Taco Bell briefly closes 9 stores in food scare

Taco Bell CHICAGO (Reuters) - Taco Bell on Tuesday raised to nine the number of fast-food restaurants it had closed in New York and New Jersey after a suspected outbreak of the foodborne E. coli bacteria that may have sickened more than 50 people in three states.

But the division of Yum Brands Inc. said no new cases had been reported since November 29 and it had planned to reopen the eight New York locations later on Tuesday.

The New Jersey Department of Health and Senior Services said it was investigating 40 cases of E. coli infection in four counties. So far, 23 people who were sickened between November 20 and possibly November 30 ate at a Taco Bell restaurant, the department said in a statement on its Web site.

The source of the outbreak had not been determined.

Claire Pospisil, a spokeswoman for the New York State Department of Health, said 14 people in Long Island had been infected with E. coli in the last two weeks. The source of those infections has not yet been identified, but health officials were looking at Taco Bell restaurants, she said.

Pospisil said the department was investigating additional reports from other New York counties and the number of infected people in the state was expected to increase by Wednesday.

The Pennsylvania Department of Health also said on Tuesday that it was investigating four cases of E. coli. Three of the cases involved an individual eating at a Taco Bell restaurant in Montgomery County, but no source had been identified.

Shares of Yum, which announced at a previously scheduled investor meeting on Tuesday it would double its quarterly cash dividend, initially traded down on the E. coli news, but closed up nearly 3 percent to $63.26 on the New York Stock Exchange.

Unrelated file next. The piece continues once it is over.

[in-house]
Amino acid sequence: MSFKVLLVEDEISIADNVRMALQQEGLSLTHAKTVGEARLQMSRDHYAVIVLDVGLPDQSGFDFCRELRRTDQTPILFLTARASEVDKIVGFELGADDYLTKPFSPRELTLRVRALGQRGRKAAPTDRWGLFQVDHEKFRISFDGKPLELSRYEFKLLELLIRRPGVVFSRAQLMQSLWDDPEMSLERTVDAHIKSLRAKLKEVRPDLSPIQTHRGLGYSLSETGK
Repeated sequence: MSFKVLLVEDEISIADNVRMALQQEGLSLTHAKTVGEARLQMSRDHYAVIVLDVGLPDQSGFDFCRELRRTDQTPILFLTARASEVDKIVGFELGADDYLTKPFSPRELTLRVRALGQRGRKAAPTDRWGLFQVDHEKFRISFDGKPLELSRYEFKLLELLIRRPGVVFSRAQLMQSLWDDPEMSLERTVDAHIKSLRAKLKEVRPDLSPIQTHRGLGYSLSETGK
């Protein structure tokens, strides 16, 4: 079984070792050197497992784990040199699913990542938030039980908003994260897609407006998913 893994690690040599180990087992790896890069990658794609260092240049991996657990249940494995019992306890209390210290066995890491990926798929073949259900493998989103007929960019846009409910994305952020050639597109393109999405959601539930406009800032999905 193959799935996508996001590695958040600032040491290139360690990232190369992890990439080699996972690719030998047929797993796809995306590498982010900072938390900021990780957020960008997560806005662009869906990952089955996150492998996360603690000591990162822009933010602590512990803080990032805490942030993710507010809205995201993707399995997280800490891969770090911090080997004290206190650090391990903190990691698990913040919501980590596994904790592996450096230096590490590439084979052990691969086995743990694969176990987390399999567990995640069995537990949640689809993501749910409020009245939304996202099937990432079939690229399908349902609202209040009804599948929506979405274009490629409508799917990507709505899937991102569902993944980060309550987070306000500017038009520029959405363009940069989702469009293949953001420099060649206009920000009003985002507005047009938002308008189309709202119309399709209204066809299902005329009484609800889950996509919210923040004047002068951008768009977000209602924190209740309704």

SHARE HIT 'TEMPORARY PHENOMENON'

Analysts were monitoring the E. coli scare, which made the front page of the New York Times and received a lot of media play on Tuesday. Yet they noted that such scares tend to have only a short-term effect on the stock of the company involved.

"It's more of a temporary phenomenon unless it's widespread," said Arun Daniel, senior retail and consumer analyst for ING Investment Management. "So far (the problem) appears to be somewhat contained to a certain number of Taco Bells in New York and New Jersey."

Taco Bell had initially said on Monday that one restaurant in Middlesex County, New Jersey, and four in Suffolk County, New York, were closed as the company sanitized the facilities and replaced the food. A company spokesman said on Tuesday that the chain also closed four units in Nassau County, New York.

All the restaurants were served by the same distributor, said Taco Bell spokesman Rob Poetsch, who declined to name the company, citing proprietary reasons.

Escherichia coli is a usually harmless bacteria normally resident in the guts of animals, including humans. A new and pathogenic strain called E. coli O157:H7 was identified in 1982 and now causes an estimated 73,000 cases of infection and 60 deaths in the United States each year.

Most illness is associated with undercooked, contaminated ground beef. People generally become ill from the strain two to eight days after being exposed to the bacteria and infection often causes severe bloody diarrhea and abdominal cramps, according to the Centers for Disease Control and Prevention.

But in some people, especially young children and the elderly, the infection can cause kidney failure.

Taco Bell said it worked with health officials to have the affected restaurants inspected and reopened. Aside from the New York locations, the company said it expected to reopen the New Jersey restaurant later on Tuesday.

The Taco Bell situation was not the only food contamination scare on Tuesday.

SunOpta Inc. said California unit Cleugh's Frozen Foods Inc. would recall frozen strawberries sold exclusively to fresh juice and smoothie chain Jamba Juice because of a concern that the fruit may have been contaminated with Listeria monocytogenes.

Listeriosis is a fatal infection that can be contracted by young children, the frail or elderly, and others with weakened immune systems.

To date, no suspected illnesses have been reported, SunOpta said. Jamba shares fell 3.5 percent to $10.86 on Nasdaq.

(With reporting by Chelsea Emery in New York, Nichola Groom and Alexandria Sage in Los Angeles, Brad Dorfman in Chicago)

source - Reuters 

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